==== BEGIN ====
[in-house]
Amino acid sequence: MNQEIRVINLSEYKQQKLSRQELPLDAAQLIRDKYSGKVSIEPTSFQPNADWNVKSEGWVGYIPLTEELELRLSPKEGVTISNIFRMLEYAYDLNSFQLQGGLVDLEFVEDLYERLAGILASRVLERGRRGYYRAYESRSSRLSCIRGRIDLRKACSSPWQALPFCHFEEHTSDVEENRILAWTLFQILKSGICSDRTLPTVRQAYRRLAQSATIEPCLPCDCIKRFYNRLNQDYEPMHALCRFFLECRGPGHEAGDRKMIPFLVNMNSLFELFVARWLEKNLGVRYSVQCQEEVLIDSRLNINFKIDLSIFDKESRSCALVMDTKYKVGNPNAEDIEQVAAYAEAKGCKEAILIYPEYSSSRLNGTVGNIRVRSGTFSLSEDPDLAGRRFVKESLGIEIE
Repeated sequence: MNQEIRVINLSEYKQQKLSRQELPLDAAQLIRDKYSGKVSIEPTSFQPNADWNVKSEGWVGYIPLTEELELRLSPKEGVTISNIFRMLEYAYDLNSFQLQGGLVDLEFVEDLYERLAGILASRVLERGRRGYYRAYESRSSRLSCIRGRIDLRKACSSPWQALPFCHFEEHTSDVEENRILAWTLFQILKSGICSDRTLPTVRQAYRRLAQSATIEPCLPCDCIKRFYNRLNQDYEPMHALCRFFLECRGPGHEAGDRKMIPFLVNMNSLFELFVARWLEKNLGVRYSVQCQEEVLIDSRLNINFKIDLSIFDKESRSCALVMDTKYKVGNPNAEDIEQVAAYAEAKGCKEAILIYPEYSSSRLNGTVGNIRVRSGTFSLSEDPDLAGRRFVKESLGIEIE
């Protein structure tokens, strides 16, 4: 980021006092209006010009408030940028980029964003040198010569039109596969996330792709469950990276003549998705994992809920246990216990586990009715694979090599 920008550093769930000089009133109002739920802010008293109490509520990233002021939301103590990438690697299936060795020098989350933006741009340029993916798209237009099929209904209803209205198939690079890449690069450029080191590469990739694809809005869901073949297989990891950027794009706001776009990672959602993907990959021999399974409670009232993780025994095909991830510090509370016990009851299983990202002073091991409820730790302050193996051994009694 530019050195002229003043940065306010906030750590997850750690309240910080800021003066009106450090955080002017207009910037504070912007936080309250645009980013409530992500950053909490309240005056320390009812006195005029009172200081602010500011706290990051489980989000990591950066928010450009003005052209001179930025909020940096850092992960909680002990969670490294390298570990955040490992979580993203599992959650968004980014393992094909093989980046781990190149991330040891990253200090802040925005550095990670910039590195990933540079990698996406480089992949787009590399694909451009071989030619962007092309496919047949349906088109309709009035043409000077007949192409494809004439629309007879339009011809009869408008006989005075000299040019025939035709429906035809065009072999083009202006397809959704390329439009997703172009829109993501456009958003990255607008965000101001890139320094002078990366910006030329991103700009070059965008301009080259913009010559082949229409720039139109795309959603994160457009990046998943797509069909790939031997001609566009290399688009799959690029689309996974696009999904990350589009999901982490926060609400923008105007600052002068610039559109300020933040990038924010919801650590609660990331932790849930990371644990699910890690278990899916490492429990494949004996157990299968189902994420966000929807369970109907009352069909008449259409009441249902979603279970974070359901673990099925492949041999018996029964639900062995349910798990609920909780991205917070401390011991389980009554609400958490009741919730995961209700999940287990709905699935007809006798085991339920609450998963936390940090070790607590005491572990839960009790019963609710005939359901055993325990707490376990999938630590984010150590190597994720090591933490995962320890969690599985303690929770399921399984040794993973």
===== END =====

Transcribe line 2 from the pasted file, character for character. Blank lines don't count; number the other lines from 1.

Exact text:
Amino acid sequence: MNQEIRVINLSEYKQQKLSRQELPLDAAQLIRDKYSGKVSIEPTSFQPNADWNVKSEGWVGYIPLTEELELRLSPKEGVTISNIFRMLEYAYDLNSFQLQGGLVDLEFVEDLYERLAGILASRVLERGRRGYYRAYESRSSRLSCIRGRIDLRKACSSPWQALPFCHFEEHTSDVEENRILAWTLFQILKSGICSDRTLPTVRQAYRRLAQSATIEPCLPCDCIKRFYNRLNQDYEPMHALCRFFLECRGPGHEAGDRKMIPFLVNMNSLFELFVARWLEKNLGVRYSVQCQEEVLIDSRLNINFKIDLSIFDKESRSCALVMDTKYKVGNPNAEDIEQVAAYAEAKGCKEAILIYPEYSSSRLNGTVGNIRVRSGTFSLSEDPDLAGRRFVKESLGIEIE